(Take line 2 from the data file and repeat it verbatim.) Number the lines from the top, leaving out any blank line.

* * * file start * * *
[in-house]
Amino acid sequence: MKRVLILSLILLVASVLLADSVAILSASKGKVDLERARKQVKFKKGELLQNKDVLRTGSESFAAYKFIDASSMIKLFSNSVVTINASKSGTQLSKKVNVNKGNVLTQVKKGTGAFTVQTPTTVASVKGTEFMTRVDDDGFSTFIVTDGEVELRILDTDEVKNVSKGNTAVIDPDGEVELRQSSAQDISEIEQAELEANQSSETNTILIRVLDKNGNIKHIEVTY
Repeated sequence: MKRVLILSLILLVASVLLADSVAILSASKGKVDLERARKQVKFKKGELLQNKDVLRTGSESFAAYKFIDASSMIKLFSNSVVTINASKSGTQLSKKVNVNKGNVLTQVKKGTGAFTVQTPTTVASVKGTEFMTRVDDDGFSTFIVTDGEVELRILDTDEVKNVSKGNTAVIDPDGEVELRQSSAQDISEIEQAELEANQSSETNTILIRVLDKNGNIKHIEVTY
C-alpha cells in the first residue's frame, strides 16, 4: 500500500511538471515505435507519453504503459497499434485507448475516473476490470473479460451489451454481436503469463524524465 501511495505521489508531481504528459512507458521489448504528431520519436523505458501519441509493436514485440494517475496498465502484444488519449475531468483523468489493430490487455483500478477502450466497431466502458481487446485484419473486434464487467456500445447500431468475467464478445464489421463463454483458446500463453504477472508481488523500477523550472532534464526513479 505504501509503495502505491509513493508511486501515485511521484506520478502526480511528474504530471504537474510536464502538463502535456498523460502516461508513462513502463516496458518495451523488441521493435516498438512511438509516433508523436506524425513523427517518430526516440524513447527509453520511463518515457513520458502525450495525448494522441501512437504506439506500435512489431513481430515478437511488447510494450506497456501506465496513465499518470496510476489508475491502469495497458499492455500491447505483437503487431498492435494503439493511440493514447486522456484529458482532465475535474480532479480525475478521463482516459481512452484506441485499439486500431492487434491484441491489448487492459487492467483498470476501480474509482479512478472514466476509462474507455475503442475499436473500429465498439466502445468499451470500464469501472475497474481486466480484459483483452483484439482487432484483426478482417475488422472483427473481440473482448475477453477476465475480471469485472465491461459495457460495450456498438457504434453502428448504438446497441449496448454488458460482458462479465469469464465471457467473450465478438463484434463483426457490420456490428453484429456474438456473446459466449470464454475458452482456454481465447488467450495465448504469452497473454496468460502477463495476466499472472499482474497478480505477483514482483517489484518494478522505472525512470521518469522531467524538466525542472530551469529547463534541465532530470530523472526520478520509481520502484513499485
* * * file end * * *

Amino acid sequence: MKRVLILSLILLVASVLLADSVAILSASKGKVDLERARKQVKFKKGELLQNKDVLRTGSESFAAYKFIDASSMIKLFSNSVVTINASKSGTQLSKKVNVNKGNVLTQVKKGTGAFTVQTPTTVASVKGTEFMTRVDDDGFSTFIVTDGEVELRILDTDEVKNVSKGNTAVIDPDGEVELRQSSAQDISEIEQAELEANQSSETNTILIRVLDKNGNIKHIEVTY